Fifty years ago this week, Lord Hailsham laid the foundation stone for the University of Buckingham. Even back in the 1970s, eminent scholars feared the increasing encroachment of the state on higher education, with deleterious consequences for academic freedom if it was allowed to continue. If a university could be created that did not receive government funding, they argued, then it could escape the need for state regulations. Buckingham was born as a beacon for independence, a bastion of free speech and freedom of thought.

Fast forward 50 years. Our founders would be shocked to see the all-encompassing regulations emerging from the Office for Students (OfS), the higher education regulator in England which took over university regulation in 2018. There are 25 sets of regulations covering an enormous range of topics, including its current major foci, equality of opportunity and quality.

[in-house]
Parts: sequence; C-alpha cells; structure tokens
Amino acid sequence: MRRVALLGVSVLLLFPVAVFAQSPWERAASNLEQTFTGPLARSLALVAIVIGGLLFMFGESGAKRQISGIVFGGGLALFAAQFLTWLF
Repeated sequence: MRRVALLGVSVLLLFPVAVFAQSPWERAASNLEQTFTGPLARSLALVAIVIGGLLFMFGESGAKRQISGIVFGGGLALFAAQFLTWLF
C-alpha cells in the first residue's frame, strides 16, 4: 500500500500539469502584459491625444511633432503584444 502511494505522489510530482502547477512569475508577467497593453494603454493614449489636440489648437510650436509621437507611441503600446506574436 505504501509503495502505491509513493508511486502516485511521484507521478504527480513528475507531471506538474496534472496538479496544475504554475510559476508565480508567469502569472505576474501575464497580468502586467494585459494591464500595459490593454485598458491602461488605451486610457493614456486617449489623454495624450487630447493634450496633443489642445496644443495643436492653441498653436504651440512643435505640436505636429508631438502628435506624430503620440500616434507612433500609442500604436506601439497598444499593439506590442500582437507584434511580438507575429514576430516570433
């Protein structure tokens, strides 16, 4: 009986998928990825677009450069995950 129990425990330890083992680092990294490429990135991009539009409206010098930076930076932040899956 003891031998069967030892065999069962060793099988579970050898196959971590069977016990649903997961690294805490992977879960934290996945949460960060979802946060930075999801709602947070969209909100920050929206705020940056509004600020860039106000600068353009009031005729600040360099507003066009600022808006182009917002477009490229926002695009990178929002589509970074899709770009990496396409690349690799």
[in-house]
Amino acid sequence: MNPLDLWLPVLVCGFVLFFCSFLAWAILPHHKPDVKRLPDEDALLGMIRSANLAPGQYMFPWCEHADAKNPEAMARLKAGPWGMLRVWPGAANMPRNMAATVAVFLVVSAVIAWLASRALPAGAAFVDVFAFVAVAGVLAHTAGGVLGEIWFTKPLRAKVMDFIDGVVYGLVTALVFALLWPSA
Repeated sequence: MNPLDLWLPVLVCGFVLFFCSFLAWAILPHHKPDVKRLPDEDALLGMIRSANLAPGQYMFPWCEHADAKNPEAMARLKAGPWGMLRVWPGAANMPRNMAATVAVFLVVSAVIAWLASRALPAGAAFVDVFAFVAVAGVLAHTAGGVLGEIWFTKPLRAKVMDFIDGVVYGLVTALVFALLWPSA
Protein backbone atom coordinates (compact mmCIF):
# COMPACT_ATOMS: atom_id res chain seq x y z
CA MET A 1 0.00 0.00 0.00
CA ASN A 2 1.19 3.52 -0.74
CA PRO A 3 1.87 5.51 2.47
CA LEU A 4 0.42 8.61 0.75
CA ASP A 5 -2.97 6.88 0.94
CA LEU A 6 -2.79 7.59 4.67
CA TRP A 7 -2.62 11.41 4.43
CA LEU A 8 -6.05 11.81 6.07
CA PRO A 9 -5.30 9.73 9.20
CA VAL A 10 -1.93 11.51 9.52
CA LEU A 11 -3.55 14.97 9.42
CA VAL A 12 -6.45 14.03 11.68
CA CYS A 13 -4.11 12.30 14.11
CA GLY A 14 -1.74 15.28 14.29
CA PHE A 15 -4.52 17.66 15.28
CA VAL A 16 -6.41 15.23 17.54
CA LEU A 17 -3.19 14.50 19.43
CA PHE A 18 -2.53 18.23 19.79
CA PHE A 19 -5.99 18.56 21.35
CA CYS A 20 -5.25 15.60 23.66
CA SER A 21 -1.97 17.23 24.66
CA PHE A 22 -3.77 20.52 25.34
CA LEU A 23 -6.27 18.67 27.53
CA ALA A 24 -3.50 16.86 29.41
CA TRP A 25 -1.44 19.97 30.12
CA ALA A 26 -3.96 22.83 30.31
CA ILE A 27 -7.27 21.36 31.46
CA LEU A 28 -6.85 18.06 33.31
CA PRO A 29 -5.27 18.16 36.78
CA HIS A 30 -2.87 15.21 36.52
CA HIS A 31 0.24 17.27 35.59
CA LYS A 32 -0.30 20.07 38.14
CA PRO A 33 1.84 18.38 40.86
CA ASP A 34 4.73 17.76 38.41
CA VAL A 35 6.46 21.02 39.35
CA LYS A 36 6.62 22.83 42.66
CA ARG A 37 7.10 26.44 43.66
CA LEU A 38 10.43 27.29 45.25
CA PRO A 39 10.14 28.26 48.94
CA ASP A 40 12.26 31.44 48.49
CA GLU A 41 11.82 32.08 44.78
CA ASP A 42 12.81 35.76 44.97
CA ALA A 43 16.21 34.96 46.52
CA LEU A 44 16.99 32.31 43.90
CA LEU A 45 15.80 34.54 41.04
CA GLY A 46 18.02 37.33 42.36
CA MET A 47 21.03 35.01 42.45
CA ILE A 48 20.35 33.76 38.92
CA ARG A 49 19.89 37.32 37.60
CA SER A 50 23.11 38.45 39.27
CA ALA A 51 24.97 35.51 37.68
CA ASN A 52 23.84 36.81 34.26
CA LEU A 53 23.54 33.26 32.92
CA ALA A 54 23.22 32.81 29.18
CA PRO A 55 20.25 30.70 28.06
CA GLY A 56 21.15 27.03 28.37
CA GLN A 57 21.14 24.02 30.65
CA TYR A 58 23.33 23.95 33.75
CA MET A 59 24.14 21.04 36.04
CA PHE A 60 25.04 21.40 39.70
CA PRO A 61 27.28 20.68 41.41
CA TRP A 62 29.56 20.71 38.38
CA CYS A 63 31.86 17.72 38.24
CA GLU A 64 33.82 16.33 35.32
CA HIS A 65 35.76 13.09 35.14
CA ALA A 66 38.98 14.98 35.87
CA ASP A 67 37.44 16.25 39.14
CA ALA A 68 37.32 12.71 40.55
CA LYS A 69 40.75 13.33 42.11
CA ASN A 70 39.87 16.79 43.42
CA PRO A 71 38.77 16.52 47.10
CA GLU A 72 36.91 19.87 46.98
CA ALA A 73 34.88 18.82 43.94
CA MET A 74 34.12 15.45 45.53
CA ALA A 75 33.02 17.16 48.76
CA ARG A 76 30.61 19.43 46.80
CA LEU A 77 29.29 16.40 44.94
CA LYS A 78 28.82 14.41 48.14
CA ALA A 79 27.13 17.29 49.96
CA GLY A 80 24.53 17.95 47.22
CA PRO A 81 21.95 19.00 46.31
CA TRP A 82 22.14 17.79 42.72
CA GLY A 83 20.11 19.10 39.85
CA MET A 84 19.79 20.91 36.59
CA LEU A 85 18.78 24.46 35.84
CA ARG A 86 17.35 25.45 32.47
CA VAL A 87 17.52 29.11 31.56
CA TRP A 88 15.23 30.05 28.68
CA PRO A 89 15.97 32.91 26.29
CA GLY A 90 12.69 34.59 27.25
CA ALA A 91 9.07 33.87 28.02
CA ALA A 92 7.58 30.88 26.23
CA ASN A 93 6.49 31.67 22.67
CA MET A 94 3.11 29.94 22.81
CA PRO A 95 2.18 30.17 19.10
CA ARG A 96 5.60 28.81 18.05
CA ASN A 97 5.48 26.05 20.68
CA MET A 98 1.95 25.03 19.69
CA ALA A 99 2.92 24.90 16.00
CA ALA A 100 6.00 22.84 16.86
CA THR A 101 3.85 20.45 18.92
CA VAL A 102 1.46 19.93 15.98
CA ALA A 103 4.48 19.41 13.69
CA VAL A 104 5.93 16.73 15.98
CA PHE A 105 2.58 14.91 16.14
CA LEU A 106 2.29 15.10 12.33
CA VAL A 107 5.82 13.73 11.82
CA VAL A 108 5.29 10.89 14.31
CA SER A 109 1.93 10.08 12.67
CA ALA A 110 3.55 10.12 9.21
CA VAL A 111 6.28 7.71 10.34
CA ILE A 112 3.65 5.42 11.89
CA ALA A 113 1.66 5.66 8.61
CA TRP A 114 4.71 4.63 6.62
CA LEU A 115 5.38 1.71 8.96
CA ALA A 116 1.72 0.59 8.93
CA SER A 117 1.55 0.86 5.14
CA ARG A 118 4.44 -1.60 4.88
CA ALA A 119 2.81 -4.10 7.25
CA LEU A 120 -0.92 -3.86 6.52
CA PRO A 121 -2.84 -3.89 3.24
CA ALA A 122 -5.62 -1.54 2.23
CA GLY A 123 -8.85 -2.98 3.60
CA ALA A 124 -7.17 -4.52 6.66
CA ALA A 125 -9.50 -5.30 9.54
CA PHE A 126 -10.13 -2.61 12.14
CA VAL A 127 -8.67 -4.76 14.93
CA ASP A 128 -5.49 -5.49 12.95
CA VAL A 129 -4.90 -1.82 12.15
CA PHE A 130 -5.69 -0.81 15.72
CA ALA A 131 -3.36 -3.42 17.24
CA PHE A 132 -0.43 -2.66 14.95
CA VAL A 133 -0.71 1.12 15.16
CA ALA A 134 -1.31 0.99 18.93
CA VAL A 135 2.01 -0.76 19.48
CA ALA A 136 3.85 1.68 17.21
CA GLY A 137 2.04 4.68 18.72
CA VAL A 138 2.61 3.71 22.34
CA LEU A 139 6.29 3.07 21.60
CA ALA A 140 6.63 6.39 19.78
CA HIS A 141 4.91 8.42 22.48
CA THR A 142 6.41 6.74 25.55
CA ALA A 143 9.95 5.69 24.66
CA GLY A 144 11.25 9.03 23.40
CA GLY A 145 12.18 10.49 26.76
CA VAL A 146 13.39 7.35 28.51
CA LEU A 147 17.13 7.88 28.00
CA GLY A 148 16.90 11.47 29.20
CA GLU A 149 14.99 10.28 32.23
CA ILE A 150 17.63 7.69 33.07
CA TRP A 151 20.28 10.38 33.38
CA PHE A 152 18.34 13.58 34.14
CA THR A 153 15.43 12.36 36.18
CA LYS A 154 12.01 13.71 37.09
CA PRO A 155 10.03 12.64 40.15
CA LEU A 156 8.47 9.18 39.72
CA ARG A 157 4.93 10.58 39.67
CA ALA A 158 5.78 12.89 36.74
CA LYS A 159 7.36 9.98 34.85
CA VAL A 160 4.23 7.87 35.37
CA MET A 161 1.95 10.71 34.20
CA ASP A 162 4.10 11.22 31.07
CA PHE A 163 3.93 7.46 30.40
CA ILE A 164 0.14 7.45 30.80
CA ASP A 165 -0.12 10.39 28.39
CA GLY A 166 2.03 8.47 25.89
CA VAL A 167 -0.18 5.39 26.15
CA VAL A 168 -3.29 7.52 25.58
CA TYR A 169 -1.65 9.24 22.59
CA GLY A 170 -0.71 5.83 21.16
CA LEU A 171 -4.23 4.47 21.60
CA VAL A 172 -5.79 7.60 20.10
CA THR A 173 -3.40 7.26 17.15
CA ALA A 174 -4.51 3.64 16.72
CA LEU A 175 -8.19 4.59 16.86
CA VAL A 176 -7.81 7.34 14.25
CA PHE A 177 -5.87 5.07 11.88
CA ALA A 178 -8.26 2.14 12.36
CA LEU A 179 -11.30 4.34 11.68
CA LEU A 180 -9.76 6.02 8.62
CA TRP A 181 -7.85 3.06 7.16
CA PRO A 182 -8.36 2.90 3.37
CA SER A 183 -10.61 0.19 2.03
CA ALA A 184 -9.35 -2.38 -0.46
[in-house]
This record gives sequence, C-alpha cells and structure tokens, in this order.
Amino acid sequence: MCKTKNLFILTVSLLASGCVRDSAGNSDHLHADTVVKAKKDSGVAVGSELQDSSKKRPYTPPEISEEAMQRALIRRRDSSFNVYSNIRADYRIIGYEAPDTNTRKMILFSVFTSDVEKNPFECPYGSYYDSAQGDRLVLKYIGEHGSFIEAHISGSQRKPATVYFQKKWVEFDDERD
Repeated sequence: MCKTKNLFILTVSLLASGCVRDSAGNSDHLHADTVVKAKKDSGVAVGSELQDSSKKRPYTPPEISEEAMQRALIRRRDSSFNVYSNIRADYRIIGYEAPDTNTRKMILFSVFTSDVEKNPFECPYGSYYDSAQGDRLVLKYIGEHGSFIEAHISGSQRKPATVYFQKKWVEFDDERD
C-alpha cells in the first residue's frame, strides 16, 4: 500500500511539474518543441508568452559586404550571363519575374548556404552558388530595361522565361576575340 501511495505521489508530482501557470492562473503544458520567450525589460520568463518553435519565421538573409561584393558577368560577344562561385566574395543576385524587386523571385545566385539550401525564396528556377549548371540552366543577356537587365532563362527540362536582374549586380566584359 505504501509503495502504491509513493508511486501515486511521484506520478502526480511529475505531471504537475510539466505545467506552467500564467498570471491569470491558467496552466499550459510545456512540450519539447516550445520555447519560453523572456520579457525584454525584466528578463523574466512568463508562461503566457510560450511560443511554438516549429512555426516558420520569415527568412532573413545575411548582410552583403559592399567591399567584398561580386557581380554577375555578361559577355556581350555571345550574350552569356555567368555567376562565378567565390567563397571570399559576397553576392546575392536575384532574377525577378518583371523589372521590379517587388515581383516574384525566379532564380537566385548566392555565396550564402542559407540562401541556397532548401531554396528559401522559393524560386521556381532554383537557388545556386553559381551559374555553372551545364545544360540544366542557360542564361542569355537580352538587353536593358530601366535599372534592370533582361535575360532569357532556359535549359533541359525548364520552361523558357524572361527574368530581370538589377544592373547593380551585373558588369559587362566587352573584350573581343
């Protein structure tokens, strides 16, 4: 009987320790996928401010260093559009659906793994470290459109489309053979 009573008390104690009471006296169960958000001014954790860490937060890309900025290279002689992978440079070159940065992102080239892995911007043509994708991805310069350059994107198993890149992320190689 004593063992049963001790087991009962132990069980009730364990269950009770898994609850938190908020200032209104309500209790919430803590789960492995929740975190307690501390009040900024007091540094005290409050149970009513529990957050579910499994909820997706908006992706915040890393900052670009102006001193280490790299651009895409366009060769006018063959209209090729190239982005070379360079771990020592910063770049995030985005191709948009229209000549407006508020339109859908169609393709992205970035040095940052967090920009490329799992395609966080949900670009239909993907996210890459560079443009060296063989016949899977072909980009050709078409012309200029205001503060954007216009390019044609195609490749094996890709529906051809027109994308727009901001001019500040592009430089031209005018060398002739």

Thank goodness that the University of Buckingham is exempt from this interference! Wait a minute, it’s not:

A private university like Buckingham, which doesn’t receive any direct government funding, has to satisfy all but three of these 25 sets of regulations – known as “Conditions of Registration” – even though ostensibly the regulations are to ensure taxpayer value for money. If a university is found to be in breach of any of these conditions, then the OfS has a variety of sanctions at its disposal, including removal of a university’s title and status, even if these were awarded through a venerable Royal Charter.

Samizdata quote of the day – campus horror show edition

“Enough is enough. It’s time to stop this nonsense. Students should be expelled and acts of violence should be prosecuted to the fullest extent of the law. Foreign students who harass Jewish students or commit acts of violence and vandalism should have their student visas revoked and be deported immediately. Colleges and universities that cannot or will not protect their Jewish students should suffer consequences as well, having their federal funding suspended. Alumni should suspend donations to their alma maters. And under no circumstances should universities cancel graduations or force students into virtual classrooms. There should be thorough investigations, and university presidents should be forced to resign, or be fired.”